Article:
The Ultimate Guide on When Camping, Where Do You Poop?

The Ultimate Guide on When Camping, Where Do You Poop?

You’re outdoors, huddled around a campfire under the star-studded sky, engaged in a captivating story, or savoring the aroma of the grilled delights. For some, camping is a way to reconnect with nature and get a break from the hustle and bustle of daily life. Nature blesses us with tranquility, beauty, and solitude. But nature doesn’t offer any of the conveniences we are used to at home – particularly your comfortable, cleansed, and private powder room. So this raises a rather basic but vital question: when camping, where do you poop?

Well, you are not alone to ask this question. Most beginners have this concern at one point or another. Here is the ultimate guide to understanding how to handle the “business” appropriately while camping.

Leave No Trace Principles

Before delving into the specifics, it’s important that we acknowledge the “Leave No Trace” principles. As the name suggests, these principles guide us to respect the natural world by minimizing our impact on it. Hence, how and where we manage our waste can have a significant impact on natural resources. By adhering to these principles, we will not only protect the environment, but also help ensure a pleasant experience for those who come camping after us.

Digging a Cathole

One of the most common methods of disposal is to dig a cathole. The concept is quite simple: you dig a hole in the ground, do your thing, and then fill the hole back in. The simplicity of this method belies its effectiveness.

A cathole should be dug about six to eight inches deep and approximately four to six inches wide. The cathole should be at least 200 feet away from any water source, campsite, or trail to avoid contamination and allow for privacy. After use, the cathole should be covered with the removed dirt and disguised with natural materials. The waste and toilet paper (if used and it’s biodegradable) will decompose naturally over time.

Using a Portable Toilet

While the cathole is effective and straightforward, some campers may prefer a more comfortable and familiar method, hence a portable toilet. Portable toilets provide a convenient and sometimes more sanitary alternative to the cathole. These typically come with disposable waste bags that can be sealed and packed out, leaving no trace behind.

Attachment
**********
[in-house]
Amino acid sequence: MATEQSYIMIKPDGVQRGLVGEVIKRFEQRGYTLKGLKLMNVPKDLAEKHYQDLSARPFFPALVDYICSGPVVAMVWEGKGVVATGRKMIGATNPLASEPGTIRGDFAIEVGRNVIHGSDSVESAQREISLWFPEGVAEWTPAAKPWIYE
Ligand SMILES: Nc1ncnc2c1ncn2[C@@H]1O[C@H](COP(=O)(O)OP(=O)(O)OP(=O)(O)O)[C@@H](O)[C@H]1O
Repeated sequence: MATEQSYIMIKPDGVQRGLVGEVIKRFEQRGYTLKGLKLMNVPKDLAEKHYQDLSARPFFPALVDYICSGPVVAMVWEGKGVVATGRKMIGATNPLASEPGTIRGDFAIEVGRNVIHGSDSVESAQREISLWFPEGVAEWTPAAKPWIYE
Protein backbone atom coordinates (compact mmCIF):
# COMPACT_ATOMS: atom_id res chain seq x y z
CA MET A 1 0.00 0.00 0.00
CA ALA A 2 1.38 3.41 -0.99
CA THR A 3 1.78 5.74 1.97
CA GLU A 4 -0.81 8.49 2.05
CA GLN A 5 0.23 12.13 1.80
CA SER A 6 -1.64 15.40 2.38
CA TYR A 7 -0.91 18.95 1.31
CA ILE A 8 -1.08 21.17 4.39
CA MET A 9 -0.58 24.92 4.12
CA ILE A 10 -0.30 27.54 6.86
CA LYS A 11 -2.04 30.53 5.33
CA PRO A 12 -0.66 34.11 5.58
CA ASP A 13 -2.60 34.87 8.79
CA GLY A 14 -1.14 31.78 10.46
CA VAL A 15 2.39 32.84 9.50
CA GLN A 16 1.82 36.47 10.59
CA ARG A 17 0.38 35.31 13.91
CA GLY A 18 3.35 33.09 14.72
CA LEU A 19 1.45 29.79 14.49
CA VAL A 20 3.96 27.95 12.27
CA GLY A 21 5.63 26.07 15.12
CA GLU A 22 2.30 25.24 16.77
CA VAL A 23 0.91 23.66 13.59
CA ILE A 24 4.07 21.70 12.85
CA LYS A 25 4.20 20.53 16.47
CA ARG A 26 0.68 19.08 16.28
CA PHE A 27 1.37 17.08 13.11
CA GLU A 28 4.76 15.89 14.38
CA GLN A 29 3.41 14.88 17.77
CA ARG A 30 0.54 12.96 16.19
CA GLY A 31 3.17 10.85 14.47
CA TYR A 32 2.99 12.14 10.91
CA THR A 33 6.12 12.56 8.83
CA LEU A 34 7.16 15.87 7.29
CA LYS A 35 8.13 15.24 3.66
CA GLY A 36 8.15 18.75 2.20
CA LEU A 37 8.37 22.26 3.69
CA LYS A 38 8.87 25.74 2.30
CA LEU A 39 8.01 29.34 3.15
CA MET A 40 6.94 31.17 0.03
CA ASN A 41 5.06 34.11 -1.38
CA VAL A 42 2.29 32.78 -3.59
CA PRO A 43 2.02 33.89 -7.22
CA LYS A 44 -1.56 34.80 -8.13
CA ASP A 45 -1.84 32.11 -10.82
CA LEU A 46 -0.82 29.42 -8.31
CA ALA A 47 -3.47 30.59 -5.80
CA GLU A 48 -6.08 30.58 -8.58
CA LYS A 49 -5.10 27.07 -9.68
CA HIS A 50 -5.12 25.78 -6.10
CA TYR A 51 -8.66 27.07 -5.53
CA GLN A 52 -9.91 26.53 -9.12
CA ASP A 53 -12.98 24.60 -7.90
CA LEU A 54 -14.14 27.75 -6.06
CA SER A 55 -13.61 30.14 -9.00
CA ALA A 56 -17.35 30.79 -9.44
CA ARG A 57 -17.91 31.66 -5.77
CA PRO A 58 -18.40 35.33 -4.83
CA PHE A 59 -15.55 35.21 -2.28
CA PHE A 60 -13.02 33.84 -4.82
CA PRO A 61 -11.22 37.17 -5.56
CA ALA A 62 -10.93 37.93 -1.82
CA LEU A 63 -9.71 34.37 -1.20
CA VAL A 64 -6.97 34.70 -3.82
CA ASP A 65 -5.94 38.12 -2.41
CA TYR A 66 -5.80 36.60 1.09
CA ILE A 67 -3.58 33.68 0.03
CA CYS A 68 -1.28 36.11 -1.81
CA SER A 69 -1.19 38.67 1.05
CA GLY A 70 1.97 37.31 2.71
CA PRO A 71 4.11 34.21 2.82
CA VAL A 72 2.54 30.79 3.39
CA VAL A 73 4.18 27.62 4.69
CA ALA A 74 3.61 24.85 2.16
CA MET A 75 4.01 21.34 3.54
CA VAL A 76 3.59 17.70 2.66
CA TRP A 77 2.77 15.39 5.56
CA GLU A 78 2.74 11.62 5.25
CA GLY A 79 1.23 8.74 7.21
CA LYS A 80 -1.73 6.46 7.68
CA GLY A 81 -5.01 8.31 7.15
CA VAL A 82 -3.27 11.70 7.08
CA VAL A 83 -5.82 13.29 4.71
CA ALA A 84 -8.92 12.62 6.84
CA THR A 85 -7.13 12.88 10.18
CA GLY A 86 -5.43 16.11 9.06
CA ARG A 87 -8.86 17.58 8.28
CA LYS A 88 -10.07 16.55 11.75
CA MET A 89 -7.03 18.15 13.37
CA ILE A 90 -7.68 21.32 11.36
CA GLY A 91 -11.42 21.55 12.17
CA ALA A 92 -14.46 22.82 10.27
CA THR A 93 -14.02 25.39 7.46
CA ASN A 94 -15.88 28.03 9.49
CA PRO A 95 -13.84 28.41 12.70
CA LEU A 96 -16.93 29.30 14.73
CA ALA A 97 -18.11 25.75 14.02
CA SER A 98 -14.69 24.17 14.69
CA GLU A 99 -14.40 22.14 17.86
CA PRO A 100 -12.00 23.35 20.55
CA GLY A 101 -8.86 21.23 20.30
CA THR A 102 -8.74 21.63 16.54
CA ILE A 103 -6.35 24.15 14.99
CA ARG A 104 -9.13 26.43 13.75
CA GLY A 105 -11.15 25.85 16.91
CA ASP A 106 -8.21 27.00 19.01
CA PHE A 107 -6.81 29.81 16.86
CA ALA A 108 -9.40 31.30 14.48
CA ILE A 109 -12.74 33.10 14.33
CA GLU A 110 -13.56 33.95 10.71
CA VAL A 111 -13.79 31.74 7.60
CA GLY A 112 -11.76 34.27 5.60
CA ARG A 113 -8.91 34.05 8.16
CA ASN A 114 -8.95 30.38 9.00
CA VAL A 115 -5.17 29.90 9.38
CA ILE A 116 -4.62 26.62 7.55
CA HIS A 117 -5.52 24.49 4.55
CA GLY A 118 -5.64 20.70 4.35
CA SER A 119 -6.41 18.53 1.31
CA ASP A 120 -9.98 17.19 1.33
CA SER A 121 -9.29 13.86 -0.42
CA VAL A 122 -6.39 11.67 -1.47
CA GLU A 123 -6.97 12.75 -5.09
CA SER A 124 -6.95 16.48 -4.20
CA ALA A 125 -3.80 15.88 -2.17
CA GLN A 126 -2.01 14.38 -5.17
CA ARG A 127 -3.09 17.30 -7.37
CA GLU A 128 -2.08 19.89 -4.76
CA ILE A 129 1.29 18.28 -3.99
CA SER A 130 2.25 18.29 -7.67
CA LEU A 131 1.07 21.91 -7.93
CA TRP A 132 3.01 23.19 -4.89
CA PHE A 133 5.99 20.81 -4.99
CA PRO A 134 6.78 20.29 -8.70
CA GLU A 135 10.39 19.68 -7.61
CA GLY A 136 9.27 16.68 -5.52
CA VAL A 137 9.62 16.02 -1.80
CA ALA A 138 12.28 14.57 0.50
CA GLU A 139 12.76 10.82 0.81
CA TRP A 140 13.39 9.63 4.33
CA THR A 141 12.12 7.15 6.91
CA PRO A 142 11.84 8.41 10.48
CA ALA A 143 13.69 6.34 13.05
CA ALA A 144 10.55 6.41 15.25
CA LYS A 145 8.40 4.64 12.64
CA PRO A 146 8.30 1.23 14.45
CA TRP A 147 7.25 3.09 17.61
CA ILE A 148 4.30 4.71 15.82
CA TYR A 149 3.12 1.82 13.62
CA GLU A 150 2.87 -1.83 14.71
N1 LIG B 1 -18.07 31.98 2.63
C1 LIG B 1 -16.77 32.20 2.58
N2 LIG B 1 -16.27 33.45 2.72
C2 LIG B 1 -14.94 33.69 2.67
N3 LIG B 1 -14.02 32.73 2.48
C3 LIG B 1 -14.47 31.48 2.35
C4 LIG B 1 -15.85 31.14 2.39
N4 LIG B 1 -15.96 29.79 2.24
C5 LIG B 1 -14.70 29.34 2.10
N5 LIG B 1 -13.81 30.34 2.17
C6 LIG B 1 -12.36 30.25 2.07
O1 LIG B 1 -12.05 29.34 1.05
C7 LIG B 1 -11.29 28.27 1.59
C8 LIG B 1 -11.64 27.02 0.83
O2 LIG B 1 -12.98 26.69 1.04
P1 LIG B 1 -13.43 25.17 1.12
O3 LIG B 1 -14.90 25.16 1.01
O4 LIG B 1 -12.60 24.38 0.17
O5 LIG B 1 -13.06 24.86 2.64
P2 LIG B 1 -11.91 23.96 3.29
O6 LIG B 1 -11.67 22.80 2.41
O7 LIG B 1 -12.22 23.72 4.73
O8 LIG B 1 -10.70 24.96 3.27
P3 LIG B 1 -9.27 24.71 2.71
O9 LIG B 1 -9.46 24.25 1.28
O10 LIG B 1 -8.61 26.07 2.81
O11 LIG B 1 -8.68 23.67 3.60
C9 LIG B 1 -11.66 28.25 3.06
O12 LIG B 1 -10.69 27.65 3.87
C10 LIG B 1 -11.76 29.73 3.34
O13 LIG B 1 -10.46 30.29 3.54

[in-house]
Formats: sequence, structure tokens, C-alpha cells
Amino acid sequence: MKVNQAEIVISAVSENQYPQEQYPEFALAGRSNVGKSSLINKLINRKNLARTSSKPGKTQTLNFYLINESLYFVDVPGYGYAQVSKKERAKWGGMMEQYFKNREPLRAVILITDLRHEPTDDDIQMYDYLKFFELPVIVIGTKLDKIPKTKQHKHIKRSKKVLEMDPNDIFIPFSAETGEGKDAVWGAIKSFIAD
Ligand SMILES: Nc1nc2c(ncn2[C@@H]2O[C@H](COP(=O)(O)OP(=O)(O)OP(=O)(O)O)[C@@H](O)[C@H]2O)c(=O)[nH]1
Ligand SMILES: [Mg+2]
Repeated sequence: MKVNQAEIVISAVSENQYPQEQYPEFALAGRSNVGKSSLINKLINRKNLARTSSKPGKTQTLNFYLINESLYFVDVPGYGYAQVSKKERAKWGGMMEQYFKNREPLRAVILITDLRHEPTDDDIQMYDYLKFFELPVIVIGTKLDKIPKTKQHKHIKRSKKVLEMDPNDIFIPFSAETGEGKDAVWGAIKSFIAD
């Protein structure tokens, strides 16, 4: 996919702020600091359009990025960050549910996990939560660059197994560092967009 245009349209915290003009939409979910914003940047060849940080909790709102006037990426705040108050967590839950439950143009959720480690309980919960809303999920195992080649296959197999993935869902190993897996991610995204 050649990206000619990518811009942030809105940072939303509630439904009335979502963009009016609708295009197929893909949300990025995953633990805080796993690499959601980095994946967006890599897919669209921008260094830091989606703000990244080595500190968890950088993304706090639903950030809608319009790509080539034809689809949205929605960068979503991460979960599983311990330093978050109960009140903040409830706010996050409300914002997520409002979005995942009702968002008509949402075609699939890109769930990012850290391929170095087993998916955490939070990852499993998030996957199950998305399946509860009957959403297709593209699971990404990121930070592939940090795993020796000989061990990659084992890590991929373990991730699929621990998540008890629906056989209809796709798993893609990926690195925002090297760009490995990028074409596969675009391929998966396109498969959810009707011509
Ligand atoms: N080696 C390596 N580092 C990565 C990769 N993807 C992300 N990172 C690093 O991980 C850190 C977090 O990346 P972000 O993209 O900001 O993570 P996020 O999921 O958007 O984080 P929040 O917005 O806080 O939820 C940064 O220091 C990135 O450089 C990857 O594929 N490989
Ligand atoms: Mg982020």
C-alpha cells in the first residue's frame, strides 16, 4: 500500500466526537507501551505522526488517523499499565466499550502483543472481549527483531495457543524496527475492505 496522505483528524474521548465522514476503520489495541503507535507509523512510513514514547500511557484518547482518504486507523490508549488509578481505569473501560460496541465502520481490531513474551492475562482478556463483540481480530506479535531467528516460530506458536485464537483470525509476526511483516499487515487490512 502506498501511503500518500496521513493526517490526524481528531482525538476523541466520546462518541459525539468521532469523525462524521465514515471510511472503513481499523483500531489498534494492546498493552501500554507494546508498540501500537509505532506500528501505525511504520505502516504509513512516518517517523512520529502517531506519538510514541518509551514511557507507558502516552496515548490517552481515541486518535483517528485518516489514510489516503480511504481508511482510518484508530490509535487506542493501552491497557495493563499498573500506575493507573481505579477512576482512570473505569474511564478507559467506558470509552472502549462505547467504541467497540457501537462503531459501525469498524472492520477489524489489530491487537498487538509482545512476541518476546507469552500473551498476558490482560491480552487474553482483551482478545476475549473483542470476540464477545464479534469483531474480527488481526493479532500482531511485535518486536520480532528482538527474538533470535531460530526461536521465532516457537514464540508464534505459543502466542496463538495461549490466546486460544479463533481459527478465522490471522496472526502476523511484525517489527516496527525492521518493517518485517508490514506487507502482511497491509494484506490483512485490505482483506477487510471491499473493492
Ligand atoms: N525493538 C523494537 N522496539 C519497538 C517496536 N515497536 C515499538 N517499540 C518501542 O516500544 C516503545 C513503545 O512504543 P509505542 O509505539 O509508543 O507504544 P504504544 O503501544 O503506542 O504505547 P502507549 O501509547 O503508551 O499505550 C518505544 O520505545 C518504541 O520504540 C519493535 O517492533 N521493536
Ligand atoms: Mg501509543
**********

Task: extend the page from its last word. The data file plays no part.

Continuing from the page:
Toilet Trowel

Having the right tools can make the job easier, cleaner, and safer for the environment – a toilet trowel’s primary job is to help you dig the cathole. It is lightweight, easy to carry, and a must-have addition to your camping gear if you plan to use catholes.

Waste Disposal Bags and Buckets

Waste disposal bags, sometimes known as “poop bags,” are another alternative. These are designed for simple and sanitary waste disposal. They contain chemicals that break down and deodorize waste, making them an excellent option when camping in places where digging a cathole isn’t possible or allowed.

Then there are waste disposal buckets — basically a toilet with a sealing lid. These are larger and more cumbersome than the other options, but they can be a good solution for car camping or for those that need or prefer a more toilet-like experience.

Properly Using Toilet Paper and Sanitizers

When you’re using the bathroom in the great outdoors, toilet paper is not always a given. However, if you choose to use it, there are a right way and a wrong way to do it. By following some simple guidelines, you can minimize your impact on the environment.

If you choose to use toilet paper, make sure it’s unscented and not dyed as these types can slow down decomposition or, worse, attract wildlife. After use, the paper should be buried in the cathole. Some campers also prefer to pack out their used toilet paper in a sealed bag to leave no trace – this is especially important in high traffic or sensitive areas where leaving toilet paper behind isn’t feasible.

Cleaning your hands with an alcohol-based sanitizer after doing your business is essential. This simple step can help prevent gastrointestinal illnesses from spreading among your camping party.

Considerations and Etiquette

When you’re out in nature, respecting the environment and others should always be top of mind. When choosing where to relieve yourself, consider your proximity to trails, campsites, and water sources. Choose a spot that’s out of sight and at least 200 feet away from these places. Try to find a secluded location that won’t bother others.

Each campground or national park might have specific rules about human waste disposal. Always do your research beforehand and adhere to the given guidelines. If facilities are provided, please use them.

Final Words

To embrace the wilderness and engage in a liberating experience, addressing the poop question is crucial. It’s not the most glamorous aspect of camping, but it’s a fundamental part of the adventure that can’t be ignored. By following appropriate disposal practices and leaving no trace, you’ll not only preserve the environment for future, but you’ll also contribute to a more enjoyable experience for yourself and fellow outdoor enthusiasts.

Remember, camping is a way to reconnect with nature – let’s do it responsibly, protecting the awe-inspiring wilderness we are so privileged to enjoy.

By Kokoda Gear Uncategorized